Go to jail for unlocking your phone? Yep, you might.

unlock phoneFirst things first. You know that 1) if you buy a phone you should be able to hook it up with whatever service you want to use and 2) nobody should send you to jail or fine you up to half a million dollars just because you unlock your phone. What if you want to switch to the ATT network because you’re fed up with Verizon, or because you move out of Verizon’s service area? The Library of Congress says, “Tough luck.” If you unlock your phone after January 26 without a carrier’s permission, you could get in a lot of trouble and end up paying heavy fines – even jail time. So sign the White House petition asking Obama to add his voice to The People’s and ask the Library of Congress to make phone unlocking legal again. The petition is pretty close to getting the 100,000 signatures it needs to get an official White House response.

Now we can drill down a little deeper into this craziness, starting with the question: how did our national library get involved in mandating prison sentences for jailbreaking cellphones?

Mitch Stoltz of the Electronic Frontier Foundation (EFF) explains to engadget.com:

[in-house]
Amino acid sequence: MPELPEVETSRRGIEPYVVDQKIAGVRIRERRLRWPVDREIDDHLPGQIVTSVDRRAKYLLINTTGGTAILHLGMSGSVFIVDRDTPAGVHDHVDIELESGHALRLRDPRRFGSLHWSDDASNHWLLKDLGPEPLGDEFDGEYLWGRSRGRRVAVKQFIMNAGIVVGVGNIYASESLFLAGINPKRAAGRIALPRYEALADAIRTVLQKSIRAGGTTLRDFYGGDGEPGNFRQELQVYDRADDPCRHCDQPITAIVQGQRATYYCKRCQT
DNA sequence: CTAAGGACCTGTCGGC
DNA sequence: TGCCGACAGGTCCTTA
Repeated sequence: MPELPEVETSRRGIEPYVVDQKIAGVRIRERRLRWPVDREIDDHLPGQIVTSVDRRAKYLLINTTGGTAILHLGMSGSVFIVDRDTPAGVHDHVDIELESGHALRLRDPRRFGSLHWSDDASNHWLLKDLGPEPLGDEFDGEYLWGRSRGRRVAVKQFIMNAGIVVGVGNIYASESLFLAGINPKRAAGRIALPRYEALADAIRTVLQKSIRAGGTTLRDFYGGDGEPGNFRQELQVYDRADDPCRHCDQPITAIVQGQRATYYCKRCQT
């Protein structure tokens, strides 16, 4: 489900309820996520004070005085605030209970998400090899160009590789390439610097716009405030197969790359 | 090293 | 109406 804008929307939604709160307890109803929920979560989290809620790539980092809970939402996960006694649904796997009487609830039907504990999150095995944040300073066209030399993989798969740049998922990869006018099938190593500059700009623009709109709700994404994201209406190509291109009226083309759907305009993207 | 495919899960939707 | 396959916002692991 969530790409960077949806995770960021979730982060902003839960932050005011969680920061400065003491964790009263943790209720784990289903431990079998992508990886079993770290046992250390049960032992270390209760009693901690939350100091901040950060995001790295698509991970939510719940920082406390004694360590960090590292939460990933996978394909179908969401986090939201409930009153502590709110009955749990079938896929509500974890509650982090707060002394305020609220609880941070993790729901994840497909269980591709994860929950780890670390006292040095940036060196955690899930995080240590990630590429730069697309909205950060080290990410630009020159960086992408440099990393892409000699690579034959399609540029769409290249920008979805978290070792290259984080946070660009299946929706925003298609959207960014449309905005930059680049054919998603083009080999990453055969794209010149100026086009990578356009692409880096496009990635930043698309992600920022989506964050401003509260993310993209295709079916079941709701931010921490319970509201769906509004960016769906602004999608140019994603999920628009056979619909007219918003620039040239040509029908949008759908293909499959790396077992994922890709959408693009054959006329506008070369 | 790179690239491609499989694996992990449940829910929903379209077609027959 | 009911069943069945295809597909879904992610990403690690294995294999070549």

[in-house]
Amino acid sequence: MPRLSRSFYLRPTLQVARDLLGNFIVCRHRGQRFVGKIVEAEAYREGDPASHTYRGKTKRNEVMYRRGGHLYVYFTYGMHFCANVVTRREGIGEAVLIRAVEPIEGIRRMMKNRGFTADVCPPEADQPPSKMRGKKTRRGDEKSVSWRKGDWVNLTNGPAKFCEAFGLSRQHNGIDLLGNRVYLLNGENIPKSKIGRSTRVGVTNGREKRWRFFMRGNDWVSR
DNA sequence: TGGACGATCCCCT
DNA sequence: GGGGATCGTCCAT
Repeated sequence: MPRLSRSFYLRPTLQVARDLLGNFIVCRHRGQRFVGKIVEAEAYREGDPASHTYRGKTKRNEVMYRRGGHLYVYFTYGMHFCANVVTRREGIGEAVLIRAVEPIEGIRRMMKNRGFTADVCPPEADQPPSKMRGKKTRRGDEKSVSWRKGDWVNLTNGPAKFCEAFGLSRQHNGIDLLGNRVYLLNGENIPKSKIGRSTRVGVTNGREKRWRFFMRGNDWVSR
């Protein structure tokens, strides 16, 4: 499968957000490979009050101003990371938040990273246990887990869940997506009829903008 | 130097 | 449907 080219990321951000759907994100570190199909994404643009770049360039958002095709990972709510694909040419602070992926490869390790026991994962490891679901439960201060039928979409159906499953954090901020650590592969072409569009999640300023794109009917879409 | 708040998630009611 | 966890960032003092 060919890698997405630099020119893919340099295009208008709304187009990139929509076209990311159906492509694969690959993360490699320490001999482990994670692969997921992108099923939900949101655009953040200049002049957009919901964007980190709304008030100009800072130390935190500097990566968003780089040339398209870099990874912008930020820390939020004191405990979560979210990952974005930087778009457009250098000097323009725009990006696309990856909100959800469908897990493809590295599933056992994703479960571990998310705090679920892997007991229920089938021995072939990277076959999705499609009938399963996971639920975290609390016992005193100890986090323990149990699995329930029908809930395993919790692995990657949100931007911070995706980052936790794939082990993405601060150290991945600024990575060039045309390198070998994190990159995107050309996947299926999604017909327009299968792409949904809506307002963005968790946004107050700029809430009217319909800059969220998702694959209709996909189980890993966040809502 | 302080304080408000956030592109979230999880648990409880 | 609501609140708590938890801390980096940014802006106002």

This is how absurd the Digital Millennium Copyright Act (DCMA) is: a law that was supposed to stop the breaking of digital locks on copyrighted materials has led to the Librarian of Congress trying to regulate the used cellphone market.

The Atlantic expands on what it calls, “The most ridiculous law of 2013 (so far)”:

When did we decide that we wanted a law that could make unlocking your smartphone a criminal offense?

The answer is that we never really decided. Instead, Congress passed the Digital Millennium Copyright Act (DMCA) in 1998 to outlaw technologies that bypass copyright protections. This sounds like a great idea, but in practice it has terrible, and widely acknowledged, negative consequences that affect consumers and new innovation. The DMCA leaves it up to the Librarian of Congress (LOC) to issue exemptions from the law, exceptions that were recognized to be necessary given the broad language of the statute that swept a number of ordinary acts and technologies as potential DMCA circumvention violations.

Every three years groups like the American Foundation for the Blind have to lobby Congress to protect an exception for the blind allowing for books to be read aloud. Can you imagine a more ridiculous regulation than one that requires a lobby group for the blind to come to Capitol Hill every three years to explain that the blind still can’t read books on their own and therefore need this exception?

This issue is just begging for the American People to step up and exercise our right as citizens of a democracy, to have government officials protect our right to fully enjoy the property and goods we lawfully purchase.

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